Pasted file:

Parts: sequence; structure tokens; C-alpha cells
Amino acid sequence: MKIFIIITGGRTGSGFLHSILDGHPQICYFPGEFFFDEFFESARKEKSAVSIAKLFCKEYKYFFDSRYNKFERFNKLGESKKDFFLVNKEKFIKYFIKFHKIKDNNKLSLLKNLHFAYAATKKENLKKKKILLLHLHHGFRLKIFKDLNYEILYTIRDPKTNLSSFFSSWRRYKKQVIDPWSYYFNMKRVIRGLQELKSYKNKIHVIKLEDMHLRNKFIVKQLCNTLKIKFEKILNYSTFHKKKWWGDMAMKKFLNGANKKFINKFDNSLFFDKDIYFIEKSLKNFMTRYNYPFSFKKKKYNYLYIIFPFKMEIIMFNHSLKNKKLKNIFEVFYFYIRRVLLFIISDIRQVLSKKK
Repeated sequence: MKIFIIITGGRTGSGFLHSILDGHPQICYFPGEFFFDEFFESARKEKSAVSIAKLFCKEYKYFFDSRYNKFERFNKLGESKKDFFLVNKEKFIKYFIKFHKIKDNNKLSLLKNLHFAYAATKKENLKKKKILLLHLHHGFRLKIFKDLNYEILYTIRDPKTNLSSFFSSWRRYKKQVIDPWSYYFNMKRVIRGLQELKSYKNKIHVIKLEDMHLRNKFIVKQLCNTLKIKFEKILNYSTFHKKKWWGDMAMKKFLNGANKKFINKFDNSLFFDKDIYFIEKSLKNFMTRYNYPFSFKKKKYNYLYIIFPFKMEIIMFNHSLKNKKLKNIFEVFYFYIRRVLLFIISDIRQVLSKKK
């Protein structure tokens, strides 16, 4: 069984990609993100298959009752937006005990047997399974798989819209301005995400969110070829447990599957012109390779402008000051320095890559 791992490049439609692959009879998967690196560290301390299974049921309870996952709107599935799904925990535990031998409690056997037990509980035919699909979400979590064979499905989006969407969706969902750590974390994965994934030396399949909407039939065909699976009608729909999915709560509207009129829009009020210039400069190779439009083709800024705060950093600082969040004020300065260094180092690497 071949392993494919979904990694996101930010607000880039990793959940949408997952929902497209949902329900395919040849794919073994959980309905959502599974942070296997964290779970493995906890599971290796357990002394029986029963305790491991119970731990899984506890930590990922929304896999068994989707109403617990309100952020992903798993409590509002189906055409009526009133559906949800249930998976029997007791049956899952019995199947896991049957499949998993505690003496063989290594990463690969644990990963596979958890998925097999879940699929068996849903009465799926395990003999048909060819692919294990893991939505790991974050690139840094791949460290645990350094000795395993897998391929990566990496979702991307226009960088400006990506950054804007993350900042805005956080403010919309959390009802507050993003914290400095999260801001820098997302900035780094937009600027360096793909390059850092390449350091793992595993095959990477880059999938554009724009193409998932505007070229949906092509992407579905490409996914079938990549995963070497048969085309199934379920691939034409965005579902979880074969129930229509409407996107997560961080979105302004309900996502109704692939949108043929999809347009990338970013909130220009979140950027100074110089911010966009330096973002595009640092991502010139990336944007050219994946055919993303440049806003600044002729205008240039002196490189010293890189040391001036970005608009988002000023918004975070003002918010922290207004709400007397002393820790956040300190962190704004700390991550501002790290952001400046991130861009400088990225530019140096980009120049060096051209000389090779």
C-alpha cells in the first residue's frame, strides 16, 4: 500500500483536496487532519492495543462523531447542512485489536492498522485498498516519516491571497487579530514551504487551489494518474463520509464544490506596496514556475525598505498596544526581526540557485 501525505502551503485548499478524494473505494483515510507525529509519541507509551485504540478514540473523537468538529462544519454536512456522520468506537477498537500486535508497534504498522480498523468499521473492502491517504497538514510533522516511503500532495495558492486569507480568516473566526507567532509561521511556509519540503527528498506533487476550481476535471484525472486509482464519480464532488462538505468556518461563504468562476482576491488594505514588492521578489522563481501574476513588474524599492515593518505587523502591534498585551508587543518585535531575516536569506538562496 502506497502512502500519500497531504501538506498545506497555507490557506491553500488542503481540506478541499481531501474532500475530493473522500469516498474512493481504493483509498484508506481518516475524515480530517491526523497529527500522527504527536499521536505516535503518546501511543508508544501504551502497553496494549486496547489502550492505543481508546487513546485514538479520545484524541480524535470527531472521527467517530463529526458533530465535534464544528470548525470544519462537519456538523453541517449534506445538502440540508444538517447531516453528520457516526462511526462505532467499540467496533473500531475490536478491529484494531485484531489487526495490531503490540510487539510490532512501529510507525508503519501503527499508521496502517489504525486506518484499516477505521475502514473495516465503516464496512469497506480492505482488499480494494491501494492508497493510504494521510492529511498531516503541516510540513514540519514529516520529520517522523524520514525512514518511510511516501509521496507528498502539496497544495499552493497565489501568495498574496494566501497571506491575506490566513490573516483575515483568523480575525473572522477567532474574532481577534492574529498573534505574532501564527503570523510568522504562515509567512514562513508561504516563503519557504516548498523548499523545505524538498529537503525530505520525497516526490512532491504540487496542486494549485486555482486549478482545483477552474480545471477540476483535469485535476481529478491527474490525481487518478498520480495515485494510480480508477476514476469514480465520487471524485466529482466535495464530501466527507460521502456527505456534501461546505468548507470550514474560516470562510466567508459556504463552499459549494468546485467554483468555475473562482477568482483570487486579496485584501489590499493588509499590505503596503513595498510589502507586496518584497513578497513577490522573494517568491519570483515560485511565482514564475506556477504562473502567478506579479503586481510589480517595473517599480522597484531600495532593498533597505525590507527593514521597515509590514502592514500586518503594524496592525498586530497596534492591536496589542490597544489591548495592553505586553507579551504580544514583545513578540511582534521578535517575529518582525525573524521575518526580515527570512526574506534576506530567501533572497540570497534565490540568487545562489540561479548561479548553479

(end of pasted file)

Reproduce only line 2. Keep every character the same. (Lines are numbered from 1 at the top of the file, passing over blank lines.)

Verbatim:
Amino acid sequence: MKIFIIITGGRTGSGFLHSILDGHPQICYFPGEFFFDEFFESARKEKSAVSIAKLFCKEYKYFFDSRYNKFERFNKLGESKKDFFLVNKEKFIKYFIKFHKIKDNNKLSLLKNLHFAYAATKKENLKKKKILLLHLHHGFRLKIFKDLNYEILYTIRDPKTNLSSFFSSWRRYKKQVIDPWSYYFNMKRVIRGLQELKSYKNKIHVIKLEDMHLRNKFIVKQLCNTLKIKFEKILNYSTFHKKKWWGDMAMKKFLNGANKKFINKFDNSLFFDKDIYFIEKSLKNFMTRYNYPFSFKKKKYNYLYIIFPFKMEIIMFNHSLKNKKLKNIFEVFYFYIRRVLLFIISDIRQVLSKKK